Towards Deep Player Behavior Models in MMORPGs (bibtex)
by J. Pfau, J.D. Smeddinck, R. Malaka
Abstract:
Due to a steady increase in popularity, player demands for video game content are growing to an extent at which consistency and novelty in challenges are hard to attain. Problems inbalancing and error-coping accumulate. To tackle these challenges, we introduce deep player behavior models, applying machine learning techniques to individual, atomic decision-making strategies. We discuss their potential application in personalized challenges, autonomous game testing, human agent substitution, and online crime detection. Results from a pilot study that was carried out with the massively multi-player online role-playing game Lineage II depict a bench-mark between hidden markov models, decision trees, and deep learning. Data analysis and individual reports indicate that deep learning can be employed to provide adequate models of individual player behavior with high accuracy for predicting skill-use and a high correlation in recreating strategies from previously recorded data.
Reference:
J. Pfau, J.D. Smeddinck, R. Malaka, "Towards Deep Player Behavior Models in MMORPGs", In Proceedings of the 2018 Annual Symposium on Computer-Human Interaction in Play, pp. 381-392, 2018.
Bibtex Entry:
@inproceedings{pfau2018,
    title = {Towards Deep Player Behavior Models in MMORPGs},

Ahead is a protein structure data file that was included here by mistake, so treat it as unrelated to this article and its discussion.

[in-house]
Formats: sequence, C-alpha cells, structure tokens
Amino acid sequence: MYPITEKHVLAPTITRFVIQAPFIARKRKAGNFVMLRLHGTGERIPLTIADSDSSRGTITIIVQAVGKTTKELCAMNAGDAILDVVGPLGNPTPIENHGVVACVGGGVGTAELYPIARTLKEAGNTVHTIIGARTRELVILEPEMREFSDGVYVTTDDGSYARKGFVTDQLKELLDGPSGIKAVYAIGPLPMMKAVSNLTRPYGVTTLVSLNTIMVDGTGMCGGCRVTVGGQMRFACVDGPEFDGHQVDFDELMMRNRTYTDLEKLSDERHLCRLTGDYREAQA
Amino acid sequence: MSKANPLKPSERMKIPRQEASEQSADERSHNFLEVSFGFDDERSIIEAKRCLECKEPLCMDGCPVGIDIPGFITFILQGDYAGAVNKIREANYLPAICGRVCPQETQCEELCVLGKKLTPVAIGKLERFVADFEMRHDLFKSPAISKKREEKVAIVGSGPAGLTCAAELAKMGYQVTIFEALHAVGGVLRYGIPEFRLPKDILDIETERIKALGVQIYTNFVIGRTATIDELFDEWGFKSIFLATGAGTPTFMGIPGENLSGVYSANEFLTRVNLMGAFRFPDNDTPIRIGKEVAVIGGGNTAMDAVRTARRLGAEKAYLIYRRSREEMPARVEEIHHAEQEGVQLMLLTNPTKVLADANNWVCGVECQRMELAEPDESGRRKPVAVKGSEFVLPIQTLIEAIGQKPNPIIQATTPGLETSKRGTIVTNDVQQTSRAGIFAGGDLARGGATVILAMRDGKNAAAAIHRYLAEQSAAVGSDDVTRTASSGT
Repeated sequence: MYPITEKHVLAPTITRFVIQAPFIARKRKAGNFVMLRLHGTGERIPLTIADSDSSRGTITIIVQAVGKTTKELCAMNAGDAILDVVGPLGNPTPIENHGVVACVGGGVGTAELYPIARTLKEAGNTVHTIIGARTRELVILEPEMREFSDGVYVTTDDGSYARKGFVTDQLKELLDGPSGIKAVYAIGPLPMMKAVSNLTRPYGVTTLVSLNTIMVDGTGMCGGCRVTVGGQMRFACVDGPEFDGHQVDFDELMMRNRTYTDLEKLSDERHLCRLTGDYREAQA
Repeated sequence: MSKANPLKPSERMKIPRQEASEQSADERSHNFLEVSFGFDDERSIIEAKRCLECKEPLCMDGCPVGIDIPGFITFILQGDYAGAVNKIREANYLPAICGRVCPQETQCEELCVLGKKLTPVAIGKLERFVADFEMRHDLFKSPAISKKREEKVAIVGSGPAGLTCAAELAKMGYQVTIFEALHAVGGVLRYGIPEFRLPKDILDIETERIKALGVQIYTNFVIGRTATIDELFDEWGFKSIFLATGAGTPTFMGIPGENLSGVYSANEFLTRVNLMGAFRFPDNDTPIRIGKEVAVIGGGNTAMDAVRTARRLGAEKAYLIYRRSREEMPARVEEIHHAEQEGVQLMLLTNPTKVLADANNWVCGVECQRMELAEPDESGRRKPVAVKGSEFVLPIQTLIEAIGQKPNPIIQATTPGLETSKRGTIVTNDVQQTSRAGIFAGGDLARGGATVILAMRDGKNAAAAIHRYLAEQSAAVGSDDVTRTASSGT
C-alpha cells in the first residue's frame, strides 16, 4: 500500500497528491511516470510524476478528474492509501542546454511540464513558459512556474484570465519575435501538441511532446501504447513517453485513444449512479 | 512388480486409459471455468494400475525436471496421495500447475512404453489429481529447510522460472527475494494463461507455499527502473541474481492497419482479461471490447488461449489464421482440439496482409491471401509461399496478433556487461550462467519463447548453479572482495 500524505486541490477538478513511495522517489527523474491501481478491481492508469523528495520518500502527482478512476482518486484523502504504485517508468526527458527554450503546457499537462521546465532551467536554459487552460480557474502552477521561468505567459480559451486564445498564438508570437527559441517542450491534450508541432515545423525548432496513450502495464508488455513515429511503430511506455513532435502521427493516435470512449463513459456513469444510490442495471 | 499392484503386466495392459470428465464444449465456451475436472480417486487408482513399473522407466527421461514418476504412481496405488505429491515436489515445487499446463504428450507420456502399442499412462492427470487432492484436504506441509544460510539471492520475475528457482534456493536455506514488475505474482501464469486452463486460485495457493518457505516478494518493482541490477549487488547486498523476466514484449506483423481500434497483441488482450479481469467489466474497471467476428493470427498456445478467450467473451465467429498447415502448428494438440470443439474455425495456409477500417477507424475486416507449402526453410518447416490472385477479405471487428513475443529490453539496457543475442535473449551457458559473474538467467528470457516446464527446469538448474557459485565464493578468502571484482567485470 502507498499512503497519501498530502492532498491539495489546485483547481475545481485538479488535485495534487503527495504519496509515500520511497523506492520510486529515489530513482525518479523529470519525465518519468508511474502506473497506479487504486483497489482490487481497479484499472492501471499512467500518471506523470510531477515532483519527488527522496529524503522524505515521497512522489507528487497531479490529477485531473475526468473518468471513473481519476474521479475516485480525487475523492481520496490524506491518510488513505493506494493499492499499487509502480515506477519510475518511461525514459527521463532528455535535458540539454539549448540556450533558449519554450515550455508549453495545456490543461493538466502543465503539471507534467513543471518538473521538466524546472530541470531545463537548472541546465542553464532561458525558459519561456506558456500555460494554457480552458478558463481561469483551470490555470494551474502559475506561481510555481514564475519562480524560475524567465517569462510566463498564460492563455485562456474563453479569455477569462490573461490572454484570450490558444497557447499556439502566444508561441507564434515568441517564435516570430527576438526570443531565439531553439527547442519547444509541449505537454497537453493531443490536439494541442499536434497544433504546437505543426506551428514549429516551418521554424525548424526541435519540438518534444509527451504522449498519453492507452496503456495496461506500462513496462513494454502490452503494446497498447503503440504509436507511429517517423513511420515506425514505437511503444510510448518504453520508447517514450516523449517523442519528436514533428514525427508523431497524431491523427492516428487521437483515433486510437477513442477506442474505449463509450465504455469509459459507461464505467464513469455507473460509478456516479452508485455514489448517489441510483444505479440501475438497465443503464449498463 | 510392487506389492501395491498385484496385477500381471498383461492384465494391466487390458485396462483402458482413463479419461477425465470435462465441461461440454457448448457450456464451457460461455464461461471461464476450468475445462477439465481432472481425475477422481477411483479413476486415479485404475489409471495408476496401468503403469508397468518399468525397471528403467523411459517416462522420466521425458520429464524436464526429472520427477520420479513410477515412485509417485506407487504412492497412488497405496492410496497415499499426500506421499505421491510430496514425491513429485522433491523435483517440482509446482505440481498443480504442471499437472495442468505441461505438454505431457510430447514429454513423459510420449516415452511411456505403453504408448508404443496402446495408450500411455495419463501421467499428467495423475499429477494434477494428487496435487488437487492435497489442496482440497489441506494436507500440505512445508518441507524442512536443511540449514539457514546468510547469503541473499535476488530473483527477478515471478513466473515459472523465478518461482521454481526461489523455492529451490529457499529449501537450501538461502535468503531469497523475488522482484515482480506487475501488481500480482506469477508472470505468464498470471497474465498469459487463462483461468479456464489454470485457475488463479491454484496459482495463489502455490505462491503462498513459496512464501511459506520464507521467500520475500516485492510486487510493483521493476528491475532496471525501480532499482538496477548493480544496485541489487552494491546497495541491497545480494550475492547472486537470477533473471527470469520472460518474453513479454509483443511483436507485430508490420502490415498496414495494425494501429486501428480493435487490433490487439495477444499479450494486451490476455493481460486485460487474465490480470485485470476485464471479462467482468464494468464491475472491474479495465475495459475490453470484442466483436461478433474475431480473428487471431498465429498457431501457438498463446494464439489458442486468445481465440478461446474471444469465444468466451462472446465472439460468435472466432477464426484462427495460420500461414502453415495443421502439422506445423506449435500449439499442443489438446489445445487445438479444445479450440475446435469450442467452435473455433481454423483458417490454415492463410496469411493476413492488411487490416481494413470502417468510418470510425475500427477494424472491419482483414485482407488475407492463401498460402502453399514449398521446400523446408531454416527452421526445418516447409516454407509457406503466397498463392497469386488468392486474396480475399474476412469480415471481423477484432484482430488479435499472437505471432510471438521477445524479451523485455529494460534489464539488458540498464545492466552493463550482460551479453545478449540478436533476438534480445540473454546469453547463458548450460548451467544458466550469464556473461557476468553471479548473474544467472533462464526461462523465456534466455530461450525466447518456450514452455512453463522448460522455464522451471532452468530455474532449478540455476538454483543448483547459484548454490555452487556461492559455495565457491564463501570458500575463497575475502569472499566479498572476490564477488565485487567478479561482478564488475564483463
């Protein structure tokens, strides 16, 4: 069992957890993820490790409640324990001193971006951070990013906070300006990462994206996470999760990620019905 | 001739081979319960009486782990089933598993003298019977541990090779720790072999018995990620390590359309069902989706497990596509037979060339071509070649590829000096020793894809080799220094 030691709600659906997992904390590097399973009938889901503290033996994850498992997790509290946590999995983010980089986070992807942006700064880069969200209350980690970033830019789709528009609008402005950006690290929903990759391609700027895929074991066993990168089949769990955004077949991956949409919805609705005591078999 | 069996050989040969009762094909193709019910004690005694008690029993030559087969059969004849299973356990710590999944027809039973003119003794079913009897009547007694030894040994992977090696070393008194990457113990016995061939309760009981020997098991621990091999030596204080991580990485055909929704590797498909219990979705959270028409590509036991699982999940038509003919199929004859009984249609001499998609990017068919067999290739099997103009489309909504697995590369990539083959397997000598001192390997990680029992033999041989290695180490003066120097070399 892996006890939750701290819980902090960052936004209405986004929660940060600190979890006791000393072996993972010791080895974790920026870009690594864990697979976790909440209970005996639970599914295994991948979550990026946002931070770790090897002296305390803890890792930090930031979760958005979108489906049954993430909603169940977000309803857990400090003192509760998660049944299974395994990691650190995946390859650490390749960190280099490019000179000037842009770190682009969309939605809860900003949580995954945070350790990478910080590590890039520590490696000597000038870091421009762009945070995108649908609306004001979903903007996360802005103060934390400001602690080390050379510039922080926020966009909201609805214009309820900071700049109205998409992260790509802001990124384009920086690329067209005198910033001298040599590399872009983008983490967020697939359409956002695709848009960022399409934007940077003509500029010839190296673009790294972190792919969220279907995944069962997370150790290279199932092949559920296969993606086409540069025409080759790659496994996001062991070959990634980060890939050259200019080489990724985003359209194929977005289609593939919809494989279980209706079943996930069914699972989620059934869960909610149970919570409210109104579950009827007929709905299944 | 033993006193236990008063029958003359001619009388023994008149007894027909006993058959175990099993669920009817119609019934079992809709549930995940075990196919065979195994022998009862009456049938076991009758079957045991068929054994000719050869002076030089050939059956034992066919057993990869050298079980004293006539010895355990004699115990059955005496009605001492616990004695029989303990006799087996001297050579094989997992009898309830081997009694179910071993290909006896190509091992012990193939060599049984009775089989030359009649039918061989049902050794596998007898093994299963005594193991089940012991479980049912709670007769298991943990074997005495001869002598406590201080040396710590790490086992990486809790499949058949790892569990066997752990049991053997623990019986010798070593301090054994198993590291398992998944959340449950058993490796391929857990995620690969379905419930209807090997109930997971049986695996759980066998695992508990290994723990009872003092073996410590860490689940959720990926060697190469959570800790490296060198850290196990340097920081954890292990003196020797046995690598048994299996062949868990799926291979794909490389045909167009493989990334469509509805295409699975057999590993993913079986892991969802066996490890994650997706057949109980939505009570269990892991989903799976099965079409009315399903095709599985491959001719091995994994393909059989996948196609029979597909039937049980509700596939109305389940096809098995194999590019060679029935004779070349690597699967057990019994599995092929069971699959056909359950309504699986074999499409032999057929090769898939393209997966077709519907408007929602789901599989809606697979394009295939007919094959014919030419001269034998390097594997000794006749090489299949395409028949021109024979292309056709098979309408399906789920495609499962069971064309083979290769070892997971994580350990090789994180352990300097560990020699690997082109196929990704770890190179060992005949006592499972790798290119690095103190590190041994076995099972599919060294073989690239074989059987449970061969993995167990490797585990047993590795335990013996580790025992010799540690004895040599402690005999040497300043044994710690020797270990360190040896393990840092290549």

doi = {10.1145/3242671.3242706},
    author = {Pfau, J. and Smeddinck, J.D. and Malaka, R.},
    booktitle={Proceedings of the 2018 Annual Symposium on Computer-Human Interaction in Play},
pages={381--392},
    month = {oct},
    year = {2018},
    abstract = {Due to a steady increase in popularity, player demands for video game content are growing to an extent at which consistency and novelty in challenges are hard to attain. Problems inbalancing and error-coping accumulate. To tackle these challenges, we introduce deep player behavior models, applying machine learning techniques to individual, atomic decision-making strategies.  We discuss their potential application in personalized challenges, autonomous game testing, human agent substitution, and online crime detection. Results from a pilot study that was carried out with the massively multi-player online role-playing game Lineage II depict a bench-mark between hidden markov models, decision trees, and deep learning.  Data analysis and individual reports indicate that deep learning can be employed to provide adequate models of individual player behavior with high accuracy for predicting skill-use and a high correlation in recreating strategies from previously recorded data.},
url = {https://eprint.ncl.ac.uk/file_store/production/253833/BAAABDF6-7C8A-49F5-9670-32EB0F2AC44C.pdf},
keywords = {easecrc_cognitive_arch_systems}
}
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